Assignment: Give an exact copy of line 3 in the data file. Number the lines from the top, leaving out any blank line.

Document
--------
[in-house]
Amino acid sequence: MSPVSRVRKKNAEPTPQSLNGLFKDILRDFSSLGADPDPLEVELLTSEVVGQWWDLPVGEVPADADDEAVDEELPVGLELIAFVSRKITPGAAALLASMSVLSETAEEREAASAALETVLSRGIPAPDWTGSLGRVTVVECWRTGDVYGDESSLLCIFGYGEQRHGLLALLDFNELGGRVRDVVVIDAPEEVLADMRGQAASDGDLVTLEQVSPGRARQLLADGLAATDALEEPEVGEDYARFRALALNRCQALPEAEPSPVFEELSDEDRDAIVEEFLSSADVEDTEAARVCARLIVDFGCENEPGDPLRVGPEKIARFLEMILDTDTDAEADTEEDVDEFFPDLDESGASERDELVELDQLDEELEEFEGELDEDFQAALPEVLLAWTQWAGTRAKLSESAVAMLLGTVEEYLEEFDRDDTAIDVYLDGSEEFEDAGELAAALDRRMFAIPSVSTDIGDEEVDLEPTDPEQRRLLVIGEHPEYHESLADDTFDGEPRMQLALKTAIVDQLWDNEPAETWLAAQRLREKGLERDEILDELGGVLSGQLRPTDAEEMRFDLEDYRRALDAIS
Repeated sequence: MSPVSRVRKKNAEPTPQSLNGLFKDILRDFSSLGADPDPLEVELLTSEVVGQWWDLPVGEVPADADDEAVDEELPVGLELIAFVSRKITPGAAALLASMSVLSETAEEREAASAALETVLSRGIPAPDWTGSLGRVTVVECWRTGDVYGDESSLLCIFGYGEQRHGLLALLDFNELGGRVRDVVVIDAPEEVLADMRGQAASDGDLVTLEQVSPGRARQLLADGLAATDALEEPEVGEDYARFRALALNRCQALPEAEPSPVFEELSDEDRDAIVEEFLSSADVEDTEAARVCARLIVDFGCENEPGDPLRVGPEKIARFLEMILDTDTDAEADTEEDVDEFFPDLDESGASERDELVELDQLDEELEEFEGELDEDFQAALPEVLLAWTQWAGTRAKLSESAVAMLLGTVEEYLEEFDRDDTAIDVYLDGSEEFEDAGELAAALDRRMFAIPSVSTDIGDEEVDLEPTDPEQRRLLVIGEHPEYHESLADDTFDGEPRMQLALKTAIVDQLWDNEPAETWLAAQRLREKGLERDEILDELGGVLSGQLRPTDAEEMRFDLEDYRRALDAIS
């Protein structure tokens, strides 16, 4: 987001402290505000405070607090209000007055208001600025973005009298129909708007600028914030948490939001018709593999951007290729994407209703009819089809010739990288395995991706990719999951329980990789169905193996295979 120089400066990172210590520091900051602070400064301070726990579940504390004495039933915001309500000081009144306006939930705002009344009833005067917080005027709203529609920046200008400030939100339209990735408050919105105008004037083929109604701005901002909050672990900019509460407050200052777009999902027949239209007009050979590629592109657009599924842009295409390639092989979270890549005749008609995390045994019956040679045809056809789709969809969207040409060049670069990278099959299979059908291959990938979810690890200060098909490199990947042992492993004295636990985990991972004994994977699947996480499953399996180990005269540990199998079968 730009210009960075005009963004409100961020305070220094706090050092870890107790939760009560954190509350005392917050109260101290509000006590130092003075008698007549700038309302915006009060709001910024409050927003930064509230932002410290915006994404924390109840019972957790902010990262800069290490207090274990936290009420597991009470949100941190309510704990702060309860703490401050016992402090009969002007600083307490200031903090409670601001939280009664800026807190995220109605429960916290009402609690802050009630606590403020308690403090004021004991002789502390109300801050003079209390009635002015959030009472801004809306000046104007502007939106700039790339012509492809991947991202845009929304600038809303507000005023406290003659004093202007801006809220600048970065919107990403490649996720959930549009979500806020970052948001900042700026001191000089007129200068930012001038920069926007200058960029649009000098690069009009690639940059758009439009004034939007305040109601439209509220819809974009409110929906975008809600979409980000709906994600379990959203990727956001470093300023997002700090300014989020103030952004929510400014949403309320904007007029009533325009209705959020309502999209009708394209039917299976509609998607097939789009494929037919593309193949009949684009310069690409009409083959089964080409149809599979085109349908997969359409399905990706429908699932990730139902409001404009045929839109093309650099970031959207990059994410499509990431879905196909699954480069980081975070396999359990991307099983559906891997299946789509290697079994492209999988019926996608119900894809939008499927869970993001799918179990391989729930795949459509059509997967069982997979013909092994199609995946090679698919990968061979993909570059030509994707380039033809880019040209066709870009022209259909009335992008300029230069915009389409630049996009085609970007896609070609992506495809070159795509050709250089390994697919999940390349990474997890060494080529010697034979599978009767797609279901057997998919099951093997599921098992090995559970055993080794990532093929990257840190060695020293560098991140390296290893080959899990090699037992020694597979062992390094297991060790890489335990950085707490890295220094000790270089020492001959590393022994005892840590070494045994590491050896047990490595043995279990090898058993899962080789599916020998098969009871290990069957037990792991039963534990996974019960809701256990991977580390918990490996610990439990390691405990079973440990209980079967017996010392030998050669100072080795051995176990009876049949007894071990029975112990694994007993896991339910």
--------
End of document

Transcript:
Repeated sequence: MSPVSRVRKKNAEPTPQSLNGLFKDILRDFSSLGADPDPLEVELLTSEVVGQWWDLPVGEVPADADDEAVDEELPVGLELIAFVSRKITPGAAALLASMSVLSETAEEREAASAALETVLSRGIPAPDWTGSLGRVTVVECWRTGDVYGDESSLLCIFGYGEQRHGLLALLDFNELGGRVRDVVVIDAPEEVLADMRGQAASDGDLVTLEQVSPGRARQLLADGLAATDALEEPEVGEDYARFRALALNRCQALPEAEPSPVFEELSDEDRDAIVEEFLSSADVEDTEAARVCARLIVDFGCENEPGDPLRVGPEKIARFLEMILDTDTDAEADTEEDVDEFFPDLDESGASERDELVELDQLDEELEEFEGELDEDFQAALPEVLLAWTQWAGTRAKLSESAVAMLLGTVEEYLEEFDRDDTAIDVYLDGSEEFEDAGELAAALDRRMFAIPSVSTDIGDEEVDLEPTDPEQRRLLVIGEHPEYHESLADDTFDGEPRMQLALKTAIVDQLWDNEPAETWLAAQRLREKGLERDEILDELGGVLSGQLRPTDAEEMRFDLEDYRRALDAIS